Temporal coding and music perception in bimodal listeners.

Dincer D'alessandro H., Ballantyne D., Portanova G., Greco A., Mancini P.

Auris, nasus, larynx, vol.49, pp.202-208, 2022 (SCI-Expanded) identifier identifier identifier

  • Publication Type: Article / Article
  • Volume: 49
  • Publication Date: 2022
  • Doi Number: 10.1016/j.anl.2021.07.002
  • Journal Name: Auris, nasus, larynx
  • Journal Indexes: Science Citation Index Expanded (SCI-EXPANDED), Scopus, Academic Search Premier, CINAHL, EMBASE, MEDLINE
  • Page Numbers: pp.202-208
  • Keywords: Bimodal benefit, Cochlear implants, Music perception, Pitch perception, Temporal fine structure, FINE-STRUCTURE, COCHLEAR, APPRECIATION, HEARING, TIMBRE
  • Hacettepe University Affiliated: Yes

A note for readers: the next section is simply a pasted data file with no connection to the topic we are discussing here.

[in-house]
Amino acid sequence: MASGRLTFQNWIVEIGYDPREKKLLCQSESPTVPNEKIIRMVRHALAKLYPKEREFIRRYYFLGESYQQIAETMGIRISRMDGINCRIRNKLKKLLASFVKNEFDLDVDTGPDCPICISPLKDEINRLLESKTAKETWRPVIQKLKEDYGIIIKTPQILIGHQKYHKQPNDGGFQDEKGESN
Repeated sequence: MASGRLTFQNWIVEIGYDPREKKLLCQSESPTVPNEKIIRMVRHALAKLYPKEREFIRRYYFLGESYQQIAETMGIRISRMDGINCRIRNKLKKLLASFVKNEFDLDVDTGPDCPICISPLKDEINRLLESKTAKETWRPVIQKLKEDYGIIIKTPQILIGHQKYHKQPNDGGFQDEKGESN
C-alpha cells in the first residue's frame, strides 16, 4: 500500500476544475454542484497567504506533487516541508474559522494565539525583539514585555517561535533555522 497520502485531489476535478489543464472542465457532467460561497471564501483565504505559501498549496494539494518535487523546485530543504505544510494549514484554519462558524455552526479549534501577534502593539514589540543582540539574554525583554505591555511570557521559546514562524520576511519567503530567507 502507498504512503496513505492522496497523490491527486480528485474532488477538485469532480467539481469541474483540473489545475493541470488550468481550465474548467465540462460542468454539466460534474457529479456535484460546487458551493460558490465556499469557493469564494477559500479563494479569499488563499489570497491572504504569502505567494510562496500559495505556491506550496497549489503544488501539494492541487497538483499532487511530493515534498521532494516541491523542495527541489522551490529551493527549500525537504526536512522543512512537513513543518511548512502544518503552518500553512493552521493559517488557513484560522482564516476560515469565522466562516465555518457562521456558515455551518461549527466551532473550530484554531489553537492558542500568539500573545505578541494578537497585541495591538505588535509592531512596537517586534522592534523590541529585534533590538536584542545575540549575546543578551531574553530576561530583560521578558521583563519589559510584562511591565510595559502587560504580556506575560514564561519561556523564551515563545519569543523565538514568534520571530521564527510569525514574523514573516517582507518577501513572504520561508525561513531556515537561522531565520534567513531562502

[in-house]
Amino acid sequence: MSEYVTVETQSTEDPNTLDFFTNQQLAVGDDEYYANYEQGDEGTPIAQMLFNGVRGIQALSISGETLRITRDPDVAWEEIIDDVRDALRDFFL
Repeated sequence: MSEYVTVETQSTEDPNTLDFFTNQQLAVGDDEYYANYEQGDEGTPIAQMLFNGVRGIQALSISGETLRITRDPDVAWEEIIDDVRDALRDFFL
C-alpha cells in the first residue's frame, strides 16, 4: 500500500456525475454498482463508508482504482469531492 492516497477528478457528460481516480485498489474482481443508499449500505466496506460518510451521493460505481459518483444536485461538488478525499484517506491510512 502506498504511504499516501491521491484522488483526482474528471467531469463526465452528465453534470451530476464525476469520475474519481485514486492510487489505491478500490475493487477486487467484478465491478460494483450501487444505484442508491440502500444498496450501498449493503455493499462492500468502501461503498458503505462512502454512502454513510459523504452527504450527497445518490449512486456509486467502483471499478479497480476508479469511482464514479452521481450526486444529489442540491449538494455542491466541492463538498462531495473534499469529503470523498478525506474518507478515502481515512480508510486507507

Objective: Limited low frequency (LF) pitch and temporal fine structure (TFS) sensitivity have been thought to contribute significantly to poor music perception in cochlear implant (CI) listeners. Thus, this study aimed to evaluate music perception in relation to LF pitch perception and temporal coding, specifically in people with bimodal stimulation as a promising approach to improve spectro-temporal sensitivity in CI listeners.Methods: Eleven postlingually deafened bimodal listeners participated in the study (mean age = 55.5 years, range 36-75 years, SD = 11.7). LF pitch/TFS sensitivity was evaluated by using two recently developed tests: Harmonic Intonation (HI) and Disharmonic Intonation (DI). The music perception protocol was based on three audio files in the genres of Classical, Jazz and Soul music and a music quality questionnaire regarding four subjective aspects: Clarity, Pleasantness, Naturalness and General Quality of Sounds.Results: CI alone and bimodal findings showed statistically significant differences for both temporal coding and music perception. DI findings showed statistically significant correlations with music quality ratings (p < 0.05).Conclusion: Bimodal music quality ratings were significantly better, indicating a significant improvement in the quality of music towards being significantly more clear, more natural, more pleasant, and better quality. Similarly, bimodal HI/DI findings improved significantly, although the amount of benefit was greater for the DI task with spectral information only below 300 Hz. Significant DI correlations with music quality ratings supported the test to be more indicative of better temporal coding of LF residual hearing and its effects on music perception. (c) 2021 Japanese Society of Otorhinolaryngology-Head and Neck Surgery, Inc. Published by Elsevier B.V. All rights reserved.